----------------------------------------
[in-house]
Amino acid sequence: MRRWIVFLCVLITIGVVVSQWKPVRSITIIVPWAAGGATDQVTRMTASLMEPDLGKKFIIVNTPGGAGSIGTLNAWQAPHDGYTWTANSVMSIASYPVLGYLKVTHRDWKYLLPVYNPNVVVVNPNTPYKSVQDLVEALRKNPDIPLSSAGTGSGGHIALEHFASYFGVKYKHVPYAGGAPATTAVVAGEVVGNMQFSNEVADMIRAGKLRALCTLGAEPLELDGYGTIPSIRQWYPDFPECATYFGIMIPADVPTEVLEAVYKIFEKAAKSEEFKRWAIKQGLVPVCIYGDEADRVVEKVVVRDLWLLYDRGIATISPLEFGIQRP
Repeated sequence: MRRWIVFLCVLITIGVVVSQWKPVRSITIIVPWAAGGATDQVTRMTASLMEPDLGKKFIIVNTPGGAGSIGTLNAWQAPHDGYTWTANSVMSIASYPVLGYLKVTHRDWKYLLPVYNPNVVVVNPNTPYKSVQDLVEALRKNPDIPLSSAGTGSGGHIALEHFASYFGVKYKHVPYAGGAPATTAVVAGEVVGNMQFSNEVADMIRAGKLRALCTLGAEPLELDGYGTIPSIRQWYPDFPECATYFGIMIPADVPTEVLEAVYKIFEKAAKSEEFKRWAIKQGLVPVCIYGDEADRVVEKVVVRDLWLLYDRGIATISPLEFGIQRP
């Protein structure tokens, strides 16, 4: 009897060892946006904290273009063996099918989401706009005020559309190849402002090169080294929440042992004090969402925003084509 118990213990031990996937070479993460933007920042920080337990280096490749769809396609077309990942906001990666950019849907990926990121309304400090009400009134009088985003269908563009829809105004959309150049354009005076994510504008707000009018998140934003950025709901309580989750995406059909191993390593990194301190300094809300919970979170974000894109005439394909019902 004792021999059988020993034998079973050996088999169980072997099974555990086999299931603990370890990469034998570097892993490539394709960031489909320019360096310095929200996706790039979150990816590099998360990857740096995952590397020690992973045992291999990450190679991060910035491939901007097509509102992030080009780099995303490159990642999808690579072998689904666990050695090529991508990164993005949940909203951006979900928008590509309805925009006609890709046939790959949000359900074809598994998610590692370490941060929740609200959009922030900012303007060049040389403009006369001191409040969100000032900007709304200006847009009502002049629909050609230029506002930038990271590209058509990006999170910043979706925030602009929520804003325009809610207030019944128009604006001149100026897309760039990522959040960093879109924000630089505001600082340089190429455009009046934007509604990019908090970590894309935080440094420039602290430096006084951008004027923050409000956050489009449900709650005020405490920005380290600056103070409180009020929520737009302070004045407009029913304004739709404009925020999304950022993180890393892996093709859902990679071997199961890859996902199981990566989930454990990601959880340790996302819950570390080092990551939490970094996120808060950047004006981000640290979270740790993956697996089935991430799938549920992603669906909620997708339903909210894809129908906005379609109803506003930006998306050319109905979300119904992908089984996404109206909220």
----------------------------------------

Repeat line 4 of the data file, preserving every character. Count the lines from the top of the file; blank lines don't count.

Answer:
């Protein structure tokens, strides 16, 4: 009897060892946006904290273009063996099918989401706009005020559309190849402002090169080294929440042992004090969402925003084509 118990213990031990996937070479993460933007920042920080337990280096490749769809396609077309990942906001990666950019849907990926990121309304400090009400009134009088985003269908563009829809105004959309150049354009005076994510504008707000009018998140934003950025709901309580989750995406059909191993390593990194301190300094809300919970979170974000894109005439394909019902 004792021999059988020993034998079973050996088999169980072997099974555990086999299931603990370890990469034998570097892993490539394709960031489909320019360096310095929200996706790039979150990816590099998360990857740096995952590397020690992973045992291999990450190679991060910035491939901007097509509102992030080009780099995303490159990642999808690579072998689904666990050695090529991508990164993005949940909203951006979900928008590509309805925009006609890709046939790959949000359900074809598994998610590692370490941060929740609200959009922030900012303007060049040389403009006369001191409040969100000032900007709304200006847009009502002049629909050609230029506002930038990271590209058509990006999170910043979706925030602009929520804003325009809610207030019944128009604006001149100026897309760039990522959040960093879109924000630089505001600082340089190429455009009046934007509604990019908090970590894309935080440094420039602290430096006084951008004027923050409000956050489009449900709650005020405490920005380290600056103070409180009020929520737009302070004045407009029913304004739709404009925020999304950022993180890393892996093709859902990679071997199961890859996902199981990566989930454990990601959880340790996302819950570390080092990551939490970094996120808060950047004006981000640290979270740790993956697996089935991430799938549920992603669906909620997708339903909210894809129908906005379609109803506003930006998306050319109905979300119904992908089984996404109206909220």